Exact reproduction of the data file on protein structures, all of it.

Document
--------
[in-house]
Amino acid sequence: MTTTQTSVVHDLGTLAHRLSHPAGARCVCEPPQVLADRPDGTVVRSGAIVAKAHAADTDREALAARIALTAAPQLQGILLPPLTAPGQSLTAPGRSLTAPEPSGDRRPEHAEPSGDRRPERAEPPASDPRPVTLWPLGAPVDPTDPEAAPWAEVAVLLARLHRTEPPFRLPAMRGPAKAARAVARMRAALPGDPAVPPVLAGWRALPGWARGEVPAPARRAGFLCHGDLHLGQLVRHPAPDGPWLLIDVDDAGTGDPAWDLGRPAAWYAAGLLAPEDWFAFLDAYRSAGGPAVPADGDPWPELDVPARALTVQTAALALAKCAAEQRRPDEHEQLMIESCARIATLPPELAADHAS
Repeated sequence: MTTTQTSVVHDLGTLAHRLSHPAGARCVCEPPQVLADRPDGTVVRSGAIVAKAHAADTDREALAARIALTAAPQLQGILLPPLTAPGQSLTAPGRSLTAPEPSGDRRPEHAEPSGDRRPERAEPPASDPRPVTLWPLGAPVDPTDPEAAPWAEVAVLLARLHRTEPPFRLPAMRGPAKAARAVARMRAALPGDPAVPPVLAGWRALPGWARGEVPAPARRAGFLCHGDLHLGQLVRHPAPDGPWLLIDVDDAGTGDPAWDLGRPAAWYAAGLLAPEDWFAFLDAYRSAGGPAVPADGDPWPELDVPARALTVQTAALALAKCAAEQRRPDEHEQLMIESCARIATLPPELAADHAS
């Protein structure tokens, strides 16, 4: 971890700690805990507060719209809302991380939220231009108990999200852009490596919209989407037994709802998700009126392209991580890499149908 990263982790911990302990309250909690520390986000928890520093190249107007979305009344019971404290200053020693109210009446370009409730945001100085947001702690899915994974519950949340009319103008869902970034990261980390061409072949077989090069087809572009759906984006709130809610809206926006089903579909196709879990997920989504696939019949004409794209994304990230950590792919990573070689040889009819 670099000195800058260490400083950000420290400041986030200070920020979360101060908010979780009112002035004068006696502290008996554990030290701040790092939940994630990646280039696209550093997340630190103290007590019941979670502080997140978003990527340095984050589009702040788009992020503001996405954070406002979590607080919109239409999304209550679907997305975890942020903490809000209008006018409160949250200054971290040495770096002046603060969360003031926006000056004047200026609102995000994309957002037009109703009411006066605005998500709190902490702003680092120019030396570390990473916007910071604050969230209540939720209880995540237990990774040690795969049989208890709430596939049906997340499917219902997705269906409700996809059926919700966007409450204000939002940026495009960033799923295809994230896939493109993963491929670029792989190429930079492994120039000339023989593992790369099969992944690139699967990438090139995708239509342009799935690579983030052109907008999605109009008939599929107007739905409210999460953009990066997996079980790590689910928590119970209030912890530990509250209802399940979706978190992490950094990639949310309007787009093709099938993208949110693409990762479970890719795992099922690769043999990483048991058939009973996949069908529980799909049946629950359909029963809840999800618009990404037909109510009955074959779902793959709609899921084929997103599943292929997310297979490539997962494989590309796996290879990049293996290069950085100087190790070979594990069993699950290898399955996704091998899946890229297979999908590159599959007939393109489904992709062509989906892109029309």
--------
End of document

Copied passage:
[in-house]
Amino acid sequence: MTTTQTSVVHDLGTLAHRLSHPAGARCVCEPPQVLADRPDGTVVRSGAIVAKAHAADTDREALAARIALTAAPQLQGILLPPLTAPGQSLTAPGRSLTAPEPSGDRRPEHAEPSGDRRPERAEPPASDPRPVTLWPLGAPVDPTDPEAAPWAEVAVLLARLHRTEPPFRLPAMRGPAKAARAVARMRAALPGDPAVPPVLAGWRALPGWARGEVPAPARRAGFLCHGDLHLGQLVRHPAPDGPWLLIDVDDAGTGDPAWDLGRPAAWYAAGLLAPEDWFAFLDAYRSAGGPAVPADGDPWPELDVPARALTVQTAALALAKCAAEQRRPDEHEQLMIESCARIATLPPELAADHAS
Repeated sequence: MTTTQTSVVHDLGTLAHRLSHPAGARCVCEPPQVLADRPDGTVVRSGAIVAKAHAADTDREALAARIALTAAPQLQGILLPPLTAPGQSLTAPGRSLTAPEPSGDRRPEHAEPSGDRRPERAEPPASDPRPVTLWPLGAPVDPTDPEAAPWAEVAVLLARLHRTEPPFRLPAMRGPAKAARAVARMRAALPGDPAVPPVLAGWRALPGWARGEVPAPARRAGFLCHGDLHLGQLVRHPAPDGPWLLIDVDDAGTGDPAWDLGRPAAWYAAGLLAPEDWFAFLDAYRSAGGPAVPADGDPWPELDVPARALTVQTAALALAKCAAEQRRPDEHEQLMIESCARIATLPPELAADHAS
């Protein structure tokens, strides 16, 4: 971890700690805990507060719209809302991380939220231009108990999200852009490596919209989407037994709802998700009126392209991580890499149908 990263982790911990302990309250909690520390986000928890520093190249107007979305009344019971404290200053020693109210009446370009409730945001100085947001702690899915994974519950949340009319103008869902970034990261980390061409072949077989090069087809572009759906984006709130809610809206926006089903579909196709879990997920989504696939019949004409794209994304990230950590792919990573070689040889009819 670099000195800058260490400083950000420290400041986030200070920020979360101060908010979780009112002035004068006696502290008996554990030290701040790092939940994630990646280039696209550093997340630190103290007590019941979670502080997140978003990527340095984050589009702040788009992020503001996405954070406002979590607080919109239409999304209550679907997305975890942020903490809000209008006018409160949250200054971290040495770096002046603060969360003031926006000056004047200026609102995000994309957002037009109703009411006066605005998500709190902490702003680092120019030396570390990473916007910071604050969230209540939720209880995540237990990774040690795969049989208890709430596939049906997340499917219902997705269906409700996809059926919700966007409450204000939002940026495009960033799923295809994230896939493109993963491929670029792989190429930079492994120039000339023989593992790369099969992944690139699967990438090139995708239509342009799935690579983030052109907008999605109009008939599929107007739905409210999460953009990066997996079980790590689910928590119970209030912890530990509250209802399940979706978190992490950094990639949310309007787009093709099938993208949110693409990762479970890719795992099922690769043999990483048991058939009973996949069908529980799909049946629950359909029963809840999800618009990404037909109510009955074959779902793959709609899921084929997103599943292929997310297979490539997962494989590309796996290879990049293996290069950085100087190790070979594990069993699950290898399955996704091998899946890229297979999908590159599959007939393109489904992709062509989906892109029309």